In early September, 2014, I was faced with a daunting challenge. My life had completely collapsed: I had no job, I had no home, I was isolated from everyone I knew, and I had just survived an attempt to take my own life. All I had was hope and a desire to recover.
Each of these was a surprise. I had existed for years without hope, having thought it to be long gone, so experiencing it again was wonderful. In addition, I now sought recovery where none had been thought possible. Once again, wonderful. Yet, hope and desire could not solve some very real needs – shelter and income to name but two. Something more tangible was needed – I needed to find a way to rebuild my life, a template or plan, if there is such a thing.
Not asking too much, am I?
To be fair, I haven’t really found a rebuild-my-life template. But that’s okay, because what I have found, and use, are various tools I can employ to maintain balance while I take the time to consider each step forward. I also continue to have hope and the desire to recover and the realization that as long as I have these, the Black can be kept at bay.
However, implicit in this is my knowledge that the Black can return, and with it, the possibility that it could take me back to the dark place in which I found myself in September, 2014. To address this possibility, I do have a plan and that is the subject of the balance of this post.
Very early on in my association with the CMHA, we developed a Crisis Plan, a graduated step-by-step protocol that I would use to minimize periods of distress. To reinforce the importance of the Crisis Plan, I wrote the steps in each of my notebooks. Quite simply, I wanted to make sure I was never again in the circumstances that existed in September, 2014.
My Crisis Plan begins with a statement of purpose: “What to do when I am feeling distressed, depressed, anxious or overwhelmed.”
The statement of purpose is deliberately phrased to remove doubt from the equation. The statement tells me that I have a say in how I respond to x, y or z. It says: if you feel x, y or z, do the following things to reduce/remove/end x, y or z. It imparts an element of control into what often seems to be beyond my control, my mental health.
The Crisis Plan then directs me to take progressive action divided into six primary steps.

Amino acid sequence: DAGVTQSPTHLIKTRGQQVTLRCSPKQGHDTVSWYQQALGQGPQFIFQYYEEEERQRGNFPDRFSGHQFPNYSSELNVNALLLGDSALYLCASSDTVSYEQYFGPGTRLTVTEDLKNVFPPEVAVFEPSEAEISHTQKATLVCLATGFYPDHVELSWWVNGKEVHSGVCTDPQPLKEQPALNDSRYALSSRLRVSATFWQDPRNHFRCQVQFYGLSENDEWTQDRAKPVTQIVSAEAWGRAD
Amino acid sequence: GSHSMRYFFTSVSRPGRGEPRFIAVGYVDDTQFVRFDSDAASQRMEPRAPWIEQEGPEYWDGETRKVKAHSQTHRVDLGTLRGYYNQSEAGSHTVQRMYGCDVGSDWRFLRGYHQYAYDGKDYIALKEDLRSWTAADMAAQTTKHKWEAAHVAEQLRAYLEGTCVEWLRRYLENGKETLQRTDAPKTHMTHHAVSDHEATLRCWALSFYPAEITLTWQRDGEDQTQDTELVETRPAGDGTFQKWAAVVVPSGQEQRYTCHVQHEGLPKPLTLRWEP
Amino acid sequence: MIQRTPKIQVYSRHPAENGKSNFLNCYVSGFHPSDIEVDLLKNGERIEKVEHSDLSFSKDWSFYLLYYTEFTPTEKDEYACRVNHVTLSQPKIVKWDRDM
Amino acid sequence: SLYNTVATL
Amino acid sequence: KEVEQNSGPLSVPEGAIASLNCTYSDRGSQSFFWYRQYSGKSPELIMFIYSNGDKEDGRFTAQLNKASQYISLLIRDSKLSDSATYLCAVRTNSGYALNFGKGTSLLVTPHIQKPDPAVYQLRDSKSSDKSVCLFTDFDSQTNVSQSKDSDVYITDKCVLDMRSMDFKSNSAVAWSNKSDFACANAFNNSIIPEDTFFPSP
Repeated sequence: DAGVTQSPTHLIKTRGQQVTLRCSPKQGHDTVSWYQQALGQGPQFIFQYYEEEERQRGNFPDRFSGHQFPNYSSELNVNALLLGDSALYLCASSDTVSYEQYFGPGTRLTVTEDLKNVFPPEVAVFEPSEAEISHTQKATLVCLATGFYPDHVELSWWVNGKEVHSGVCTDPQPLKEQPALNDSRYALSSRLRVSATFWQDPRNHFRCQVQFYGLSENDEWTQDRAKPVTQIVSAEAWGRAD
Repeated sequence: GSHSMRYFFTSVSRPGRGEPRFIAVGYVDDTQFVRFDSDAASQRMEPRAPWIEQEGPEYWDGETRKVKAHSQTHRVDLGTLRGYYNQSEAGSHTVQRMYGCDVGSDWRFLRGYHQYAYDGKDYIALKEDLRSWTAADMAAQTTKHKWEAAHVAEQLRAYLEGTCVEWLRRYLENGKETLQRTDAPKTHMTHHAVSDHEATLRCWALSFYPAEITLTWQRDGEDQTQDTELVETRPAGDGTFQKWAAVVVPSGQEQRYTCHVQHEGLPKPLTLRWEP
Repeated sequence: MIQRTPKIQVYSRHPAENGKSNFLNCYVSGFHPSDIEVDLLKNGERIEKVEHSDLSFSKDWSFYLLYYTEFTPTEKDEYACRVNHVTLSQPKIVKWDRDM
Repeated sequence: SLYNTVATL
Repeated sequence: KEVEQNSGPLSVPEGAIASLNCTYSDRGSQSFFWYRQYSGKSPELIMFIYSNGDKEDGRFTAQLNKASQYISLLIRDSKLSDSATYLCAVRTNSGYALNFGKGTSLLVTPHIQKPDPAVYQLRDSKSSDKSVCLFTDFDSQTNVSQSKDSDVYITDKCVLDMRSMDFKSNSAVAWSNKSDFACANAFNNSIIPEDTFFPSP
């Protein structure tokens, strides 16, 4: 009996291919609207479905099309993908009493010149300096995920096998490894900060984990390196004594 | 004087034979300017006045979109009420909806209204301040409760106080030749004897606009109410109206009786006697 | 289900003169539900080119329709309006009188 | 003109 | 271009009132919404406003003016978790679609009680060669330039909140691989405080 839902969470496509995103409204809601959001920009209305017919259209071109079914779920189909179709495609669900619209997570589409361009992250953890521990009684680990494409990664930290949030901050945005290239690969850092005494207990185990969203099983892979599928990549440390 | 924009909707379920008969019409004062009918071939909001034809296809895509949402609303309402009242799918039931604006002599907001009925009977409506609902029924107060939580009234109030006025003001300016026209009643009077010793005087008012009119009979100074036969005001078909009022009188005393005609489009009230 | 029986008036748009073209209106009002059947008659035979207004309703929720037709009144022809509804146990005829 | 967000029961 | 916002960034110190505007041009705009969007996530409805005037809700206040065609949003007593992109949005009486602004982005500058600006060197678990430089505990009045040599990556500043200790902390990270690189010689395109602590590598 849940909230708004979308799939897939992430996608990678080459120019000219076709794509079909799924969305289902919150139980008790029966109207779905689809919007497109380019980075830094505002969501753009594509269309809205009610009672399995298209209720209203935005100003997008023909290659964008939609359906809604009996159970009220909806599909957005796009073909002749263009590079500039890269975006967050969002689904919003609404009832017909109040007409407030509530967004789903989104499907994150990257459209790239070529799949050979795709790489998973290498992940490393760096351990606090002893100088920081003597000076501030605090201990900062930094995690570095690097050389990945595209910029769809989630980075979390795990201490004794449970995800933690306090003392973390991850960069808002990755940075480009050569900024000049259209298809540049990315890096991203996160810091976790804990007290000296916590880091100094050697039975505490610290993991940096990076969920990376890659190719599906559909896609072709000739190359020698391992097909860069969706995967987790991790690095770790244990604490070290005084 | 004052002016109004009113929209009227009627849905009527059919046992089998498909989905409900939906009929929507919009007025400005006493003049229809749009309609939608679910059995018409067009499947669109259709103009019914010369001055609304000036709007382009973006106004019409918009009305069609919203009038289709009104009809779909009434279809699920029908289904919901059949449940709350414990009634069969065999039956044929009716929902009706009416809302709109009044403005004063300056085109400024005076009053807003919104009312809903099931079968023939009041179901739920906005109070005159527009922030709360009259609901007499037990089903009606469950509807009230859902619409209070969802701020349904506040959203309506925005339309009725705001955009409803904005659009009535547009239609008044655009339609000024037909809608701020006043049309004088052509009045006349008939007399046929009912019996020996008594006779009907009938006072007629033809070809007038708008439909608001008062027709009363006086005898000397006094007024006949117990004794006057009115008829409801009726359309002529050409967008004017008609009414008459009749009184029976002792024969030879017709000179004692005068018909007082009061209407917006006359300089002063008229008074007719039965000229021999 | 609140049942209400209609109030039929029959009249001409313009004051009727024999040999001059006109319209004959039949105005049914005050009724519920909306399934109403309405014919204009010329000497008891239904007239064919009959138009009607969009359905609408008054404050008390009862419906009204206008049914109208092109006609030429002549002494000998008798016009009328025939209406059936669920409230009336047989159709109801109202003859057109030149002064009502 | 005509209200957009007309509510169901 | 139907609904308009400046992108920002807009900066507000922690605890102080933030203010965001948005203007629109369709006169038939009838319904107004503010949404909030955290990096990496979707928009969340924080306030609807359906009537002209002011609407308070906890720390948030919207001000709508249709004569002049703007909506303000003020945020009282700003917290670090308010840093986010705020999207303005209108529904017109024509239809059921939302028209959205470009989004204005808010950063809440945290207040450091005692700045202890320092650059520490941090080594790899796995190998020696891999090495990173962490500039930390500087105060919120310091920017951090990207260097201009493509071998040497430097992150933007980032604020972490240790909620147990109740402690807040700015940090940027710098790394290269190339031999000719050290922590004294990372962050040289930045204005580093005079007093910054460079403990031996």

The first step is to relax. I acknowledge that this isn’t always easy (that’s why there are other steps!) but it’s a necessary beginning. It reminds me that whatever the distress is, I have the tools to deal with it. So I can take a moment, or as many moments as I need, to just gather myself.
Step two is to breathe. It acts in concert with step one. While I gather myself, I take a few deep breaths. There are times when taking these two steps is enough. By pausing, taking a breath or two, gathering myself, what at first seemed imposing often diminishes to something eminently more manageable.
On other occasions, I move on to step three, which tells me to apply my coping skills/activities. Again, the step is phrased to remove doubt. It’s a reminder that I have acquired new skills for a reason, so now is the time to put them to use (although I try to use them all the time).
Step three has sub-steps only in the sense that I have multiple tools to try. Of these, there is one which is always applied first, namely, to review my lists of successes. Major Depressive Disorder likes to lie about your achievements so I keep lists of my successes, no matter how small they may seem. On some days, simply bathing can be a monumental achievement, while on others it can be writing a blog post. Both are equally as important if they were the best I could manage on that day.
Within step three I have other coping skills/activities: visiting my Wellness Toolbox; going for a walk; colouring; writing; or more passive distractions like reading, listening to music or watching television. Each of these activities will be discussed more fully in subsequent posts.
On most occasions, my distress ends at this step, primarily because I’m in a better emotional place. However, when the Plan was first conceived, I was less secure about my mental health so there are three more steps, each one of which is more difficult than its predecessor.
The primary difference between steps three and four is the intensity of the activity. Step four calls on me to implement my relaxation, or mindfulness, or MBCT and CBT skills. I have a variety of relaxation soundscapes I listen to as well as a variety of relaxation meditations. I also have a number of mindfulness exercises, meditations and books that I can turn to. Finally, I have various MBCT and CBT tools to fall back on. Like the tools within step three, those within step four will be explored in more detail in subsequent posts.
Steps one through four are actions I take on my own. In steps five and six, though, I accept my limitations and reach out for assistance. Keep in mind that by this time I’ve tried my various coping techniques and they’ve failed. I’ve reached a point where I’m uncertain and hopelessness is growing. There’s growing frustration, renewed self-doubt and the possible increased risk of self-harm.
In step five, I reach out to one or more crisis lines (I have the telephone numbers for five different services). Which I call depends on the time of day and the immediacy of my distress.
If I’m fearful of self-harming, I move on to step six, checking in at my local hospital or calling emergency services.
So there you have it, my step-by-step protocol that allows me to face my distress in a safe way. I thank you for taking the time to read about it. Please, feel free to modify it to suit your own needs and, if you don’t mind, please share your modifications with us.